Sept. 10 (Bloomberg) -- Ford Motor Co., the second-largest U.S. automaker, expects to begin reversing share losses in its home market because of two new models, the midsize Fusion sedan and the Escape sport-utility vehicle.
“With these new products, we’ll have the opportunity to gain share,” Mark Fields, Ford’s president of the Americas, told reporters at the automaker’s Flat Rock, Michigan, factory, which will begin building the redesigned Fusion next year. “We won’t go after share for share itself. We want a good, profitable business.”
Ford is bringing Fusion production to the U.S. and will add a second shift of 1,200 workers at the Flat Rock plant, which also builds the Mustang sports car. Hiring will begin in next year’s second quarter, Fields said. Ford will continue to build the Fusion at a factory in Mexico. It captured 15.6 percent of the U.S. market this year through August, down from 16.8 percent a year earlier.
The company has lost market share this year because it was “in sell down” on old Fusion and Escape models, which depleted inventory, Fields said.
“The reason I mention those two segments is because one out of every three retail sales is in those segments,” Fields said.
The executive also blamed Ford’s U.S. total share slide on full-size pickup sales not recovering “as much as they have in the past.” Prior to this year, Ford gained share in the U.S. for three consecutive years, its longest run of growth in four decades. F-Series pickups comprise the company’s biggest-selling line of vehicles. F-Series gained 13 percent this year through August.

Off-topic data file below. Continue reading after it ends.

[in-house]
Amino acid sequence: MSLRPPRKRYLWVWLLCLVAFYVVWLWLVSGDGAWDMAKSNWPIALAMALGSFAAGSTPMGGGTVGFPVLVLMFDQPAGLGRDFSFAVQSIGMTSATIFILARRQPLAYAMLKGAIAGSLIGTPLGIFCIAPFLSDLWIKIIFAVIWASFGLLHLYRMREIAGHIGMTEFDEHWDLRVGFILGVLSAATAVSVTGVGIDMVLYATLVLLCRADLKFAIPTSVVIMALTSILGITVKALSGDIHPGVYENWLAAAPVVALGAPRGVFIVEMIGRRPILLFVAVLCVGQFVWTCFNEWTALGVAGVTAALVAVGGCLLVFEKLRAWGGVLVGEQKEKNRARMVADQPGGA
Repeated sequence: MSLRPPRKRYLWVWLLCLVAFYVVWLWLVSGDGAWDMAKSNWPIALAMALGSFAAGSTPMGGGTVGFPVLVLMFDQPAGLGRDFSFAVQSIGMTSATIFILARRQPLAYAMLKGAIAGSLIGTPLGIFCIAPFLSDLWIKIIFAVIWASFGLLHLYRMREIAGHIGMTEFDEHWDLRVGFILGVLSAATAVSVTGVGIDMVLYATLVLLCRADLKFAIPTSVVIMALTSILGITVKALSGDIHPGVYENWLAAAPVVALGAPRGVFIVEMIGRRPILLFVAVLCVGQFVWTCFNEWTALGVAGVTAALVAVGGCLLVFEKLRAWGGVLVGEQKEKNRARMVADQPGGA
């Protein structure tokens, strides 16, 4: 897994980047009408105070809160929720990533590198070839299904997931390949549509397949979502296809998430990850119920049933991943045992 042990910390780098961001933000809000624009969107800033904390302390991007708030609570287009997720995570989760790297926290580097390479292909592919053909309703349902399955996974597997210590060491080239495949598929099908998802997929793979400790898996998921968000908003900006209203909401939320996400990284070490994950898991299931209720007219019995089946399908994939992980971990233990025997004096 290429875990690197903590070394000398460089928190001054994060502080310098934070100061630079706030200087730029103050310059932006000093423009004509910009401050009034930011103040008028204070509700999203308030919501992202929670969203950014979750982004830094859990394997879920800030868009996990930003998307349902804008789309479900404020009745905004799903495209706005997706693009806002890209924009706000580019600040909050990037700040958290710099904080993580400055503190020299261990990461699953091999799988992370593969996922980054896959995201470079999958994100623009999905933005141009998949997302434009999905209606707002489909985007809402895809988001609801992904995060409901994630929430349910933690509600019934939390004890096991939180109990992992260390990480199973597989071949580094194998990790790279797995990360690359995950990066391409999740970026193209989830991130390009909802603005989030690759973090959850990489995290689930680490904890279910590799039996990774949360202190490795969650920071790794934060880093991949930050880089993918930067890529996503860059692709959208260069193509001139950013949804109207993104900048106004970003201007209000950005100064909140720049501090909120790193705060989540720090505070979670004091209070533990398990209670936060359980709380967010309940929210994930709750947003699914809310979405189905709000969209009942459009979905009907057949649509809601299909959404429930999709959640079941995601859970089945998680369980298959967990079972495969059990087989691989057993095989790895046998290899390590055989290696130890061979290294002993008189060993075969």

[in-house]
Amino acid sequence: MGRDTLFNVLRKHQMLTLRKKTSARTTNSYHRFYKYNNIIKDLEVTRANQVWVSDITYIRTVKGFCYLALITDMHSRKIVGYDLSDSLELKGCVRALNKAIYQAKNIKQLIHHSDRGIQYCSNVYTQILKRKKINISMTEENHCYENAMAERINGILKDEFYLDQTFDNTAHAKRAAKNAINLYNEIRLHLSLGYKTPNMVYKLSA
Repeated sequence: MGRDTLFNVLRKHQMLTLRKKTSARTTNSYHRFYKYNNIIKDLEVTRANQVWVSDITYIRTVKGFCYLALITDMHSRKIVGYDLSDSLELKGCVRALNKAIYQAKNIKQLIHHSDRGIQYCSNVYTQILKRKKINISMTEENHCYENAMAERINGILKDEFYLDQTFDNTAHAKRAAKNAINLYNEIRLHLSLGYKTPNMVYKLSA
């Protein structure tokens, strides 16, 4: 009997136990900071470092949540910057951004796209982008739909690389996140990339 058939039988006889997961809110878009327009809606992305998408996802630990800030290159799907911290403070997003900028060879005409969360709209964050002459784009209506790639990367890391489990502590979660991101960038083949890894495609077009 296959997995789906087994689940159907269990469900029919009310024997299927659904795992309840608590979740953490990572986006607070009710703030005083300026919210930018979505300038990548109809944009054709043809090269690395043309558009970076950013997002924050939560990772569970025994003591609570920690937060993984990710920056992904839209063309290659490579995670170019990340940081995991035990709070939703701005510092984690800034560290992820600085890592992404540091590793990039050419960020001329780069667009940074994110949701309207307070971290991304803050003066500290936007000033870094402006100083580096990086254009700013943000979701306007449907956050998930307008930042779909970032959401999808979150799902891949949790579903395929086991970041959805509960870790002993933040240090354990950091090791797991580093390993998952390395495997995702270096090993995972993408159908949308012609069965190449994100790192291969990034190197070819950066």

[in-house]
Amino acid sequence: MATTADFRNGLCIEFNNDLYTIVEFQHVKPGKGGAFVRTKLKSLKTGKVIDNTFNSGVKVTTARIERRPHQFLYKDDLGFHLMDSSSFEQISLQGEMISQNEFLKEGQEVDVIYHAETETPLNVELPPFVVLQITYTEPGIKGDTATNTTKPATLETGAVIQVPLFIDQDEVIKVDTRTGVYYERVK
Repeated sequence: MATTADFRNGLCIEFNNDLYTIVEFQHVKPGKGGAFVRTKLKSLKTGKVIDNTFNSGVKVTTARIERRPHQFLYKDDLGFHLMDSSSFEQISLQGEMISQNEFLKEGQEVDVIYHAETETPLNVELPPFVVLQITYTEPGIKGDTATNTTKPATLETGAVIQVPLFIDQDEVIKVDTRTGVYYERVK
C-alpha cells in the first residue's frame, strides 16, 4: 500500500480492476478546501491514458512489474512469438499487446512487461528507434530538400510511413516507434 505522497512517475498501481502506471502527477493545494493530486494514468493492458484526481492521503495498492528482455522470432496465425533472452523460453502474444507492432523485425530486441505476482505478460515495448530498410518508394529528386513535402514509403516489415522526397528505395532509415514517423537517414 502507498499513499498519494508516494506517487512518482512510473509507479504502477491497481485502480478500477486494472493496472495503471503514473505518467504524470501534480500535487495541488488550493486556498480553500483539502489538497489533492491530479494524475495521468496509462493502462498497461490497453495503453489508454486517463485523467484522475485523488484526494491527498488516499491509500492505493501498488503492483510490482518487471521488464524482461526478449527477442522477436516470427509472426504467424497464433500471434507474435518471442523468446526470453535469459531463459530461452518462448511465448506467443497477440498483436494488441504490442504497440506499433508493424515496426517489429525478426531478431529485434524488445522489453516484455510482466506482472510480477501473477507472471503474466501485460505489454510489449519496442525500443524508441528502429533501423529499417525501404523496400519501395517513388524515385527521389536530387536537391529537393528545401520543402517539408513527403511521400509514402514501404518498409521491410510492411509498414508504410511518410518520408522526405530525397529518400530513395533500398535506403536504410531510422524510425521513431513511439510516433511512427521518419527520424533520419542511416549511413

Ford, after ending a 20-year production alliance with Mazda Motor Corp., is renaming the factory the Flat Rock Assembly plant, Fields said. Since 1992, the factory had been known as Auto Alliance International to reflect the joint production of models for Ford and Mazda.
Ford is taking over operational control of the factory, though Mazda retains an ownership stake. The final Mazda6 rolled off the assembly line last month.
Chief Executive Officer Alan Mulally said Sept. 6 that Ford will begin selling the Mustang in Europe “soon,” without offering more specific details.
Mulally, since arriving from Boeing Co. in 2006, has moved Dearborn, Michigan-based Ford away from alliances and ownership of foreign automakers. He sold off Jaguar, Land Rover, Aston Martin and Volvo and reduced Ford’s stake in Mazda. Ford also no longer relies on Mazda for small-car development.
Mustang sales in the U.S. are up 21 percent this year to 62,382, according to researcher Autodata Corp. of Woodcliff Lake, New Jersey. Ford’s U.S. sales have risen 6 percent this year through August, less than the industrywide gain of 15 percent.
Ford’s North American operations have delivered record profits this year while the automaker has lost money in its international operations. The company earned $4.14 billion in North America in 2012’s first half and had an operating profit margin of 10.8 percent.
Ford fell 0.3 percent to $10.11 at the close in New York.
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